Besides the grammar and words themselves, there were some interesting philosophical concepts in this book, but while those were enjoyable to a degree, understanding them sometimes required re-reading a sentence two or three times over. I don’t think it’s fair to me to judge a book negatively just because of my Japanese skill (and I am not), but at least I can say with confidence that I wouldn’t recommend this to most students, unless you are at a pretty high level (say at least 3-4 years of intensive studying).

Another reason the book felt extra long was because I knew the page count was relatively low from the beginning, and hence expected it to go by fast. But when I got bogged down on page after page, I almost wished I didn’t know the page count from the get go. I’m sure there are books that were 300+ that I read in a shorter period of time or that felt shorter than this book.

If I try to imagine a native Japanese reader that is able to get through this book quickly in a day or two, surely the book would be more pleasurable. But I still think while the creative elements introduced in the first half of the story were brought together skillfully, I wished the author would have taken things in different directions. I guess there were certain things I felt were important (like the nature of the strange job I alluded to above) that the author thought were mere backstory. I was always turned off by the literary technique of using exposition (basically telling instead of showing) in the end of the book, as if a way to patch up things that might not have made sense with the events themselves. “Ningen”, which I recently reviewed,  also had a similar problem.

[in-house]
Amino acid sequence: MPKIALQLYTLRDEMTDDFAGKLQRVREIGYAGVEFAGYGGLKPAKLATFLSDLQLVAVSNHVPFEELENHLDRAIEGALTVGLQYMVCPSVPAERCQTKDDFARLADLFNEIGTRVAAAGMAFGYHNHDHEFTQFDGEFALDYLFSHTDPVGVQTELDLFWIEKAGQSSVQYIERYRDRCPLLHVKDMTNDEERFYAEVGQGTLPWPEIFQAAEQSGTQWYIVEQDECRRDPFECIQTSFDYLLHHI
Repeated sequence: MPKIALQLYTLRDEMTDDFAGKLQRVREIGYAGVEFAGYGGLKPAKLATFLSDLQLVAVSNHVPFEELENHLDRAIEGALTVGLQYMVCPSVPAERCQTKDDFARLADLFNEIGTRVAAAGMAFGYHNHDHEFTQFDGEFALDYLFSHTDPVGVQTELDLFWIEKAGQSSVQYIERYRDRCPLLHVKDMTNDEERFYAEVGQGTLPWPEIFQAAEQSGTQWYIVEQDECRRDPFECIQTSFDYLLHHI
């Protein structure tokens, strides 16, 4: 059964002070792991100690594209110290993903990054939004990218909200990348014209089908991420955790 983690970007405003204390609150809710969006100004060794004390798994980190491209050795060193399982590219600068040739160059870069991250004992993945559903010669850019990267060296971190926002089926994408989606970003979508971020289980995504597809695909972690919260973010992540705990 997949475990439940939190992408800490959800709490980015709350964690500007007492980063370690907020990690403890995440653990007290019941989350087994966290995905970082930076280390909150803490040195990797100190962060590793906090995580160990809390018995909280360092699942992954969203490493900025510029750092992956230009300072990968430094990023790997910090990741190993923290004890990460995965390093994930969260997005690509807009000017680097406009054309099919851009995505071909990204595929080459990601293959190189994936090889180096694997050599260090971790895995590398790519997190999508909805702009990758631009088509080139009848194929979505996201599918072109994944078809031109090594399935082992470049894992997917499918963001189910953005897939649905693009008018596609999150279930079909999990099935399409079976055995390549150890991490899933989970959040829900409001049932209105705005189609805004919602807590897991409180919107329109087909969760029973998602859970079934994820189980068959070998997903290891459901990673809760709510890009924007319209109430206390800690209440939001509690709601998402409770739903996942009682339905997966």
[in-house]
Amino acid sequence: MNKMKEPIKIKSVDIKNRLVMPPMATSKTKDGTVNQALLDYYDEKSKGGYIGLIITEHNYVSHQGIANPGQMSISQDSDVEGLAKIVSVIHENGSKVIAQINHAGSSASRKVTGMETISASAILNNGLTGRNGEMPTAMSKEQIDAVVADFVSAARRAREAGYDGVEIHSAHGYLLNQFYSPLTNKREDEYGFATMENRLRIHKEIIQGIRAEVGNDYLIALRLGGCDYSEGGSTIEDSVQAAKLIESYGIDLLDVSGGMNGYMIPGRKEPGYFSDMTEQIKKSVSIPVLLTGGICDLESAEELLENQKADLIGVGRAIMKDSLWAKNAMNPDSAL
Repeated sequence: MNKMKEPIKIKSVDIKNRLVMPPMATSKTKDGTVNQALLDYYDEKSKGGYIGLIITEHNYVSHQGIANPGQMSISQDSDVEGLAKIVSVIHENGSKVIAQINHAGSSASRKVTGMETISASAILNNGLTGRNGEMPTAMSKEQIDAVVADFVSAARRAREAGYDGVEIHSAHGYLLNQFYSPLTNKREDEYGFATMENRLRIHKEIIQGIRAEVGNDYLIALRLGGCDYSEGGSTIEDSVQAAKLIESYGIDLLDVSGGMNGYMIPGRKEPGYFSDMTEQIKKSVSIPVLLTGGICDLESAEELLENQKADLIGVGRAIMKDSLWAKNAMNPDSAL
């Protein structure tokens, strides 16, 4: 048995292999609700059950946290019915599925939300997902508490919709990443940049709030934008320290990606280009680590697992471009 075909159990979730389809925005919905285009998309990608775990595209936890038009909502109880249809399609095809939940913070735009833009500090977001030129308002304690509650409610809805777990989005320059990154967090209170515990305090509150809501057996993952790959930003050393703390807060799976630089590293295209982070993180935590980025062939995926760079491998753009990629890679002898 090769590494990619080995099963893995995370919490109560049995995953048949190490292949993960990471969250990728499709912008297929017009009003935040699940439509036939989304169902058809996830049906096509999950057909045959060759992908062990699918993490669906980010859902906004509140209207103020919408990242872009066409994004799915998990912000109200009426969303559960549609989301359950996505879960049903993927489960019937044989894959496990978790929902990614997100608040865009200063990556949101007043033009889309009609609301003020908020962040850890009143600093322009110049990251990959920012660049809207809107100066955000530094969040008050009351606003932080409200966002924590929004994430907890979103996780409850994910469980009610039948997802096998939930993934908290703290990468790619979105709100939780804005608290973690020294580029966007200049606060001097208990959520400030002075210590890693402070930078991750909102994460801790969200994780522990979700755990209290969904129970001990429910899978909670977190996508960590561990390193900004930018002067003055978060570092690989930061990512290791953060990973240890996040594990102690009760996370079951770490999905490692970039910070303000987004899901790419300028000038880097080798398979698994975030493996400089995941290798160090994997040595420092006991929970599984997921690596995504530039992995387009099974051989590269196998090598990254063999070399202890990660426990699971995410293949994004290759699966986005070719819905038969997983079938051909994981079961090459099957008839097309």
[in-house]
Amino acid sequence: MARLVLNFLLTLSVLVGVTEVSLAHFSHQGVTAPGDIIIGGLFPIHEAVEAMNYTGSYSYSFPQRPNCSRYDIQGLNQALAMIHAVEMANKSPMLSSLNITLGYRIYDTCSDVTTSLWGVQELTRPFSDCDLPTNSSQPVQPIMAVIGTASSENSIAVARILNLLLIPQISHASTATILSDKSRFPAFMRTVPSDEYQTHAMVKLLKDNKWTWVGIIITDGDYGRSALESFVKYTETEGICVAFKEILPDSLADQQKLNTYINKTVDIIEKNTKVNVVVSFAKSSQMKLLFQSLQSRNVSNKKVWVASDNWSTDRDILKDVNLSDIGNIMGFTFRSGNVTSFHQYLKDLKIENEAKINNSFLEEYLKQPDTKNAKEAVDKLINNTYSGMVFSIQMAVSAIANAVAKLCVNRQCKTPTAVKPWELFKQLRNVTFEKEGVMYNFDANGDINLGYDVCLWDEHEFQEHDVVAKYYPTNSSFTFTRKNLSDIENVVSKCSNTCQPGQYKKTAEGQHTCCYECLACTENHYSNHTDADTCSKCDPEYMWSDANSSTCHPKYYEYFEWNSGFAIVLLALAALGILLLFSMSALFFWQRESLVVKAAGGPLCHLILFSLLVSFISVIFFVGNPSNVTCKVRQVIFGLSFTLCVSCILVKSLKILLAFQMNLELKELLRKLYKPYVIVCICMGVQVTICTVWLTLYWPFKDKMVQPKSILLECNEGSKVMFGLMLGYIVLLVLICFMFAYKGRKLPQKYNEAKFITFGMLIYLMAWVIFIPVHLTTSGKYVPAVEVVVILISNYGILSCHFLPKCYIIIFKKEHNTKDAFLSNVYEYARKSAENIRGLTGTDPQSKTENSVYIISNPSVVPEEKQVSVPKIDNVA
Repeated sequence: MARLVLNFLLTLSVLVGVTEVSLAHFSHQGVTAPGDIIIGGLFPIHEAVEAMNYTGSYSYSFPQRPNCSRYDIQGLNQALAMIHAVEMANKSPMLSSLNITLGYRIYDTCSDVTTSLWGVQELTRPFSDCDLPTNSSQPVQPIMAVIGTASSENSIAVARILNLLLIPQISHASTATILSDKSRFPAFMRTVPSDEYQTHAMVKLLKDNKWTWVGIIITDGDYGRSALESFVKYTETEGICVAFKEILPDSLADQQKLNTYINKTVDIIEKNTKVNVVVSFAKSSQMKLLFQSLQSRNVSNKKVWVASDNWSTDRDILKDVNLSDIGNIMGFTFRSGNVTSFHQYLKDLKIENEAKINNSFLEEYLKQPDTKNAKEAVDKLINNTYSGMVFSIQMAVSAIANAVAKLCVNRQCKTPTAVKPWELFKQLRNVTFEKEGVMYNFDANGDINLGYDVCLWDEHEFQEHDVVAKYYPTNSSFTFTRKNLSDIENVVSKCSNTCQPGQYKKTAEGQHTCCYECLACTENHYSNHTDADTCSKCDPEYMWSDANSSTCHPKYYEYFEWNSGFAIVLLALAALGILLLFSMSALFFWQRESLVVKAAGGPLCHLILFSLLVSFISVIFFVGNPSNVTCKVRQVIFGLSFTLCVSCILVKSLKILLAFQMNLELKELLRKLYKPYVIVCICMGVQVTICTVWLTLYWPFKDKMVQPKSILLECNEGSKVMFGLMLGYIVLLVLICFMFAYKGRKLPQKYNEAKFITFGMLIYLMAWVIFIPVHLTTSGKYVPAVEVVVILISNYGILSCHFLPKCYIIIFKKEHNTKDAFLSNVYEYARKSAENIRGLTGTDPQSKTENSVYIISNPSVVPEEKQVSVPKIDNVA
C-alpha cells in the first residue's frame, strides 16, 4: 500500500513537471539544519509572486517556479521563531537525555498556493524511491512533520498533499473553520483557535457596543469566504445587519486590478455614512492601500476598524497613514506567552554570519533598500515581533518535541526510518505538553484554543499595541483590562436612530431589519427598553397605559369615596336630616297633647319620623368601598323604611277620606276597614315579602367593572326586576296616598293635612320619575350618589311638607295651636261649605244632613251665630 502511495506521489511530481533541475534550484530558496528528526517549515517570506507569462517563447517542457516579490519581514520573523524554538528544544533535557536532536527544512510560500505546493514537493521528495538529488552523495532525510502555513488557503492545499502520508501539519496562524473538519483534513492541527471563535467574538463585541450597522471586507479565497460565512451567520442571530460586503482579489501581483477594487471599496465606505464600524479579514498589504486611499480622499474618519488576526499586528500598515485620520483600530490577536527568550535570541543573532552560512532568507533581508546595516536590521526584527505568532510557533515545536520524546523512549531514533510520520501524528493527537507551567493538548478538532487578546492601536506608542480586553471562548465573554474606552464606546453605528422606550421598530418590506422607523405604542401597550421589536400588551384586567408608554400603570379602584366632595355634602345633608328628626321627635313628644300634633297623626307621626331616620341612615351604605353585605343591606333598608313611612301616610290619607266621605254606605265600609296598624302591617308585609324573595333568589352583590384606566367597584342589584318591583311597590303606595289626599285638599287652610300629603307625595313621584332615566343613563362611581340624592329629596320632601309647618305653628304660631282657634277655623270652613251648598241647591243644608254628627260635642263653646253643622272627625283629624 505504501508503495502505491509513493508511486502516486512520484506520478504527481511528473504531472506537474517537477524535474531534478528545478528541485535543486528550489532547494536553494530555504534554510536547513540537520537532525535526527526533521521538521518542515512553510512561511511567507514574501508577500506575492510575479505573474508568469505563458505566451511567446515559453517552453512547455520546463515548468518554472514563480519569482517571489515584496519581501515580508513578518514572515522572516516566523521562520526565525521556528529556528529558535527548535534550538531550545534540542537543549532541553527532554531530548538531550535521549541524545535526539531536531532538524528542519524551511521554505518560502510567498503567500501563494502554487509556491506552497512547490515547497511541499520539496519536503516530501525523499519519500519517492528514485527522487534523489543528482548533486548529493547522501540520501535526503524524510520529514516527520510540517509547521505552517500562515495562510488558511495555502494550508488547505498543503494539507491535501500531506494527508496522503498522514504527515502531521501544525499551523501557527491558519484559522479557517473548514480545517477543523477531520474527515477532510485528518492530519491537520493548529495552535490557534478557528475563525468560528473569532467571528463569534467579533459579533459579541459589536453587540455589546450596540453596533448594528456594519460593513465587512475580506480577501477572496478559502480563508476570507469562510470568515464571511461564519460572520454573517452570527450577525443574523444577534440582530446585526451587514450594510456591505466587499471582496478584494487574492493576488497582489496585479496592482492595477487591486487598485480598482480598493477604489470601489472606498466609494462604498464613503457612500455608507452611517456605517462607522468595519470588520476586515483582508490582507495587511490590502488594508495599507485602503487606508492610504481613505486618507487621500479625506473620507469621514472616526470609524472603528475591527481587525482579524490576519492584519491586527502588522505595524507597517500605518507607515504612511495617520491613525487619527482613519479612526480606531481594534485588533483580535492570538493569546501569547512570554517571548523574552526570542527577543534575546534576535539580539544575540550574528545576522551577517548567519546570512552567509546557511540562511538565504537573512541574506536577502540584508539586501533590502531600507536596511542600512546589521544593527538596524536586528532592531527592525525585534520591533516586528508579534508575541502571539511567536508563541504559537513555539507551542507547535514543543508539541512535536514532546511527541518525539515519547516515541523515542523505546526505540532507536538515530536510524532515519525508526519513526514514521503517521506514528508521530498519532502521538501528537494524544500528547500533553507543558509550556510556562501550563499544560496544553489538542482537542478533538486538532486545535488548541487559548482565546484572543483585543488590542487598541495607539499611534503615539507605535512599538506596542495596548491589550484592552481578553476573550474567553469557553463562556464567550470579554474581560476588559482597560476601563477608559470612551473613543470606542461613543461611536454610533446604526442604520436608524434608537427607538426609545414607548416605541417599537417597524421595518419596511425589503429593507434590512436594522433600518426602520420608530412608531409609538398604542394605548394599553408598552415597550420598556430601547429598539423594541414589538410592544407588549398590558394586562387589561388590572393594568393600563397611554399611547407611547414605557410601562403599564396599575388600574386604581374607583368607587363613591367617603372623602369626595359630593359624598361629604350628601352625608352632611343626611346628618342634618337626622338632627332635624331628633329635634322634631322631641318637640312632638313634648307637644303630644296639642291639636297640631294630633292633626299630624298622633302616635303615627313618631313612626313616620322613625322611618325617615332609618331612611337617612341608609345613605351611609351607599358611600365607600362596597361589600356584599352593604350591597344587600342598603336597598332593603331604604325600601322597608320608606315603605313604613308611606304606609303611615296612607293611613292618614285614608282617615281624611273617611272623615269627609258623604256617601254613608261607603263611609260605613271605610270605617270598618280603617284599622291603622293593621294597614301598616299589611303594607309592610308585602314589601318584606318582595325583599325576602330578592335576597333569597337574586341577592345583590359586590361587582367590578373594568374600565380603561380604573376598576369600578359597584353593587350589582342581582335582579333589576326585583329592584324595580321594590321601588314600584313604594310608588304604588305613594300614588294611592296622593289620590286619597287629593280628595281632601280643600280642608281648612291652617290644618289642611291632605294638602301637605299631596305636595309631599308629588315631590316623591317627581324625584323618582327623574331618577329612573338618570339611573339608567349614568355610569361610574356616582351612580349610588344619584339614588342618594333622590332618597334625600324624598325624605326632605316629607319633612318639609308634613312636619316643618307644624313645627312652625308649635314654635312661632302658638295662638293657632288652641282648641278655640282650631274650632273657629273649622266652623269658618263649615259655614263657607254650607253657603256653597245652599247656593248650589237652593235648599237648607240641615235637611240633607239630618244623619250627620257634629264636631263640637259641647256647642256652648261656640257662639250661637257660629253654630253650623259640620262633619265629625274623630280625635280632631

Besides the low page count and Akutagawa Award, there was a third thing that contributed to my high expectations, and hence my eventual disappointment: something I read on the marketing band on the book. Not only did the marketing blurb give away part of the story that wasn’t spelled out until halfway through, it also turned out that the element in question was actually much less important than the blurb suggested. In other words, I felt deceived by the marketing. I feel justified to give a minor spoiler here (jump to the next paragraph if you are super sensitive about spoilers), but despite what you might hear this book really shouldn’t be categorized as science fiction. I think the cover (which shows a picture of various objects floating around in outer space), also contributed to my misunderstanding of this as a SF novel.